Tamarillo (Solanum betaceum Cav. syn. Cyphomandra betacea Sendt.) is a highly nutritious egg-shaped fruit with red, purple-red, yellow, golden, or orange skin when ripe and depending on the variety grown. Usually, unripe fruits are green in color but maybe inedible at this stage due to their unbearably tart taste.
Tamarillo today grows in different parts of the world but is native to the Andes Mountains that stretch across Bolivia, Ecuador, Argentina, Colombia, Chile, and Peru. It remains a popular fruit in these countries to date. However, it has become increasingly common in regions with subtropical climates, such as New Zealand, Australia, South Africa, the United States, Kenya, and China. This fruit belongs to the Solanaceae (nightshade) family, alongside potatoes, pepper, tomatillo, Pepino melons, naranjilla, goji berry, and tomatoes.
The name of this fruit varies considerably across regions. Tamarillo is referred to as a tree tomato in specific countries, owing to its close resemblance to a tomato. However, it grows on a tree instead of a vine, as is the case for ordinary tomatoes. Some people also use “blood fruit” to refer to the red tamarillo. By contrast, Indonesians locally call this fruit terong Belanda, which translates to Dutch eggplant.
A tamarillo fruit has a unique aroma with a slightly bitter, sour, and astringent taste and a hint of sweetness. Its flavor is bold and complex, with the pulpy flesh around the fruit’s skin contributing to the bitter taste. Orange and yellow tamarillos generally have a sweeter flavor. By contrast, the red cultivars often have a more tart or sour taste. Despite this fact, most people prefer the latter because of their appealing red color. The flesh of tamarillo fruits ranges from orange, yellow, or orange-red, with dark seeds.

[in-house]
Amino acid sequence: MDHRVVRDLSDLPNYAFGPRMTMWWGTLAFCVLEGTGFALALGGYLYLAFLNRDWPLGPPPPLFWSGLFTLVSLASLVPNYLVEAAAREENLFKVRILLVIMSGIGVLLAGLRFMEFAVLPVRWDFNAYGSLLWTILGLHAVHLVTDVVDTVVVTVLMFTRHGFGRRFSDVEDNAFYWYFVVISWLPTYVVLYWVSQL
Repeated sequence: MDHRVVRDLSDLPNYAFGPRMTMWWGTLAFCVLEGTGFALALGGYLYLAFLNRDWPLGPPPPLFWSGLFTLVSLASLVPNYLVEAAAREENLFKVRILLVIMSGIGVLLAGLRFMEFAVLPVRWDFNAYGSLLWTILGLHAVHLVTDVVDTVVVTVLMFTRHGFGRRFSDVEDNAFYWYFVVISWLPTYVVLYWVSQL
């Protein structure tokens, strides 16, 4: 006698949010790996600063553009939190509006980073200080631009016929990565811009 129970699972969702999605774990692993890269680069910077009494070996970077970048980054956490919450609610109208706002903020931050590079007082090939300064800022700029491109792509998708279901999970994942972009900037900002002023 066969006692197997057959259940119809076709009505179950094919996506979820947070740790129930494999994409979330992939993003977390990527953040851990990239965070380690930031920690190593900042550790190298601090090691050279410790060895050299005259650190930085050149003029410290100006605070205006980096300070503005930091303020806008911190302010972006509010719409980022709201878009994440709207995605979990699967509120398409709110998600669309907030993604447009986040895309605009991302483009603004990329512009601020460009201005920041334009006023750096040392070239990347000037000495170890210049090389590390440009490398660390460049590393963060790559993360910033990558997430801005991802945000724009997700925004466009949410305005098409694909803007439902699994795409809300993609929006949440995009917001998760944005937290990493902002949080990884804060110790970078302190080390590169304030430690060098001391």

Amazing Benefits of Tamarillo (Tree Tomato)
Tamarillos are a nutritional powerhouse with high vitamin, antioxidant, mineral, and dietary fiber content. These nutrients contribute to the many health benefits associated with these fruits. As noted, tamarillos have high iron, magnesium, copper, and potassium content. They further supply the body with zinc, calcium, and phosphorus. These fruits also contain vitamin C, vitamin A, thiamine (vitamin B1), riboflavin (vitamin B2), niacin (vitamin B3), vitamin K, and pyridoxine (vitamin B6).
Tamarillo has anti-obesity properties
Obesity is a pressing concern across all populations and a significant source of disease today. It often occurs due to the intake of a high-fat diet. However, research shows that tamarillo fruits have protective effects against excessive weight gain.
Tree tomato provides this benefit because of its high levels of phytochemicals, dietary fiber, and micronutrients. For instance, this fruit has a high vitamin content, along with flavonols, anthocyanins, beta carotene, ascorbic acid, and phenolic acids. These bioactive compounds neutralize reactive oxygen species and alleviate oxidative stress.